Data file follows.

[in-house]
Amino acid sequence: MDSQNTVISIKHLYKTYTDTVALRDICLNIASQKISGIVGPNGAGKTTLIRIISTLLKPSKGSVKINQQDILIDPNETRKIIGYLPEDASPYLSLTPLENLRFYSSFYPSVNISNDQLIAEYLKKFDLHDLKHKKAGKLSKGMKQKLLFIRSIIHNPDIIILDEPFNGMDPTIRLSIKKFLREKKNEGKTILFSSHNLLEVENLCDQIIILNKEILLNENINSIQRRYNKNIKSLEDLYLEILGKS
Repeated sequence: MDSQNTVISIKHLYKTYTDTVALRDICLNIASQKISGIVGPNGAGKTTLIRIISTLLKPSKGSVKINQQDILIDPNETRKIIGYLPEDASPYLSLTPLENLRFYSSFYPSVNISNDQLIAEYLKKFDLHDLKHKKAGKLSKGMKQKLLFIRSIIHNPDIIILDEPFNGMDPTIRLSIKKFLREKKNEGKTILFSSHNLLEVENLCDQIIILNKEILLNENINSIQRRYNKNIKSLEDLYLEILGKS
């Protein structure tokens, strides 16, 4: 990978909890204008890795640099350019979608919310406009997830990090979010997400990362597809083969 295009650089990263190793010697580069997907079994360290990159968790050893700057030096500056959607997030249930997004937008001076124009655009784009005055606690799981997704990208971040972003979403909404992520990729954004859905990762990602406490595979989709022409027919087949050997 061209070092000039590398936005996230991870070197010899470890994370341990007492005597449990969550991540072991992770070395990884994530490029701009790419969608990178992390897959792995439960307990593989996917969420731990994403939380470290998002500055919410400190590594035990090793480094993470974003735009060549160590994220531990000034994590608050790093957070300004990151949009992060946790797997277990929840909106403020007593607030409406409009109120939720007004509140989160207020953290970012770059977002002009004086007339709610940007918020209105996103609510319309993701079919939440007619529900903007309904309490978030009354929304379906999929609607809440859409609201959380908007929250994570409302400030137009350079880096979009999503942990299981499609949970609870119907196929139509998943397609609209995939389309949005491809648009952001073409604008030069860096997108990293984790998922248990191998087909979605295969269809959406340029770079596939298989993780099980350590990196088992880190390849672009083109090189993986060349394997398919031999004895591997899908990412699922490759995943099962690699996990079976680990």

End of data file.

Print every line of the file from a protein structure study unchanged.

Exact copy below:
[in-house]
Amino acid sequence: MDSQNTVISIKHLYKTYTDTVALRDICLNIASQKISGIVGPNGAGKTTLIRIISTLLKPSKGSVKINQQDILIDPNETRKIIGYLPEDASPYLSLTPLENLRFYSSFYPSVNISNDQLIAEYLKKFDLHDLKHKKAGKLSKGMKQKLLFIRSIIHNPDIIILDEPFNGMDPTIRLSIKKFLREKKNEGKTILFSSHNLLEVENLCDQIIILNKEILLNENINSIQRRYNKNIKSLEDLYLEILGKS
Repeated sequence: MDSQNTVISIKHLYKTYTDTVALRDICLNIASQKISGIVGPNGAGKTTLIRIISTLLKPSKGSVKINQQDILIDPNETRKIIGYLPEDASPYLSLTPLENLRFYSSFYPSVNISNDQLIAEYLKKFDLHDLKHKKAGKLSKGMKQKLLFIRSIIHNPDIIILDEPFNGMDPTIRLSIKKFLREKKNEGKTILFSSHNLLEVENLCDQIIILNKEILLNENINSIQRRYNKNIKSLEDLYLEILGKS
């Protein structure tokens, strides 16, 4: 990978909890204008890795640099350019979608919310406009997830990090979010997400990362597809083969 295009650089990263190793010697580069997907079994360290990159968790050893700057030096500056959607997030249930997004937008001076124009655009784009005055606690799981997704990208971040972003979403909404992520990729954004859905990762990602406490595979989709022409027919087949050997 061209070092000039590398936005996230991870070197010899470890994370341990007492005597449990969550991540072991992770070395990884994530490029701009790419969608990178992390897959792995439960307990593989996917969420731990994403939380470290998002500055919410400190590594035990090793480094993470974003735009060549160590994220531990000034994590608050790093957070300004990151949009992060946790797997277990929840909106403020007593607030409406409009109120939720007004509140989160207020953290970012770059977002002009004086007339709610940007918020209105996103609510319309993701079919939440007619529900903007309904309490978030009354929304379906999929609607809440859409609201959380908007929250994570409302400030137009350079880096979009999503942990299981499609949970609870119907196929139509998943397609609209995939389309949005491809648009952001073409604008030069860096997108990293984790998922248990191998087909979605295969269809959406340029770079596939298989993780099980350590990196088992880190390849672009083109090189993986060349394997398919031999004895591997899908990412699922490759995943099962690699996990079976680990």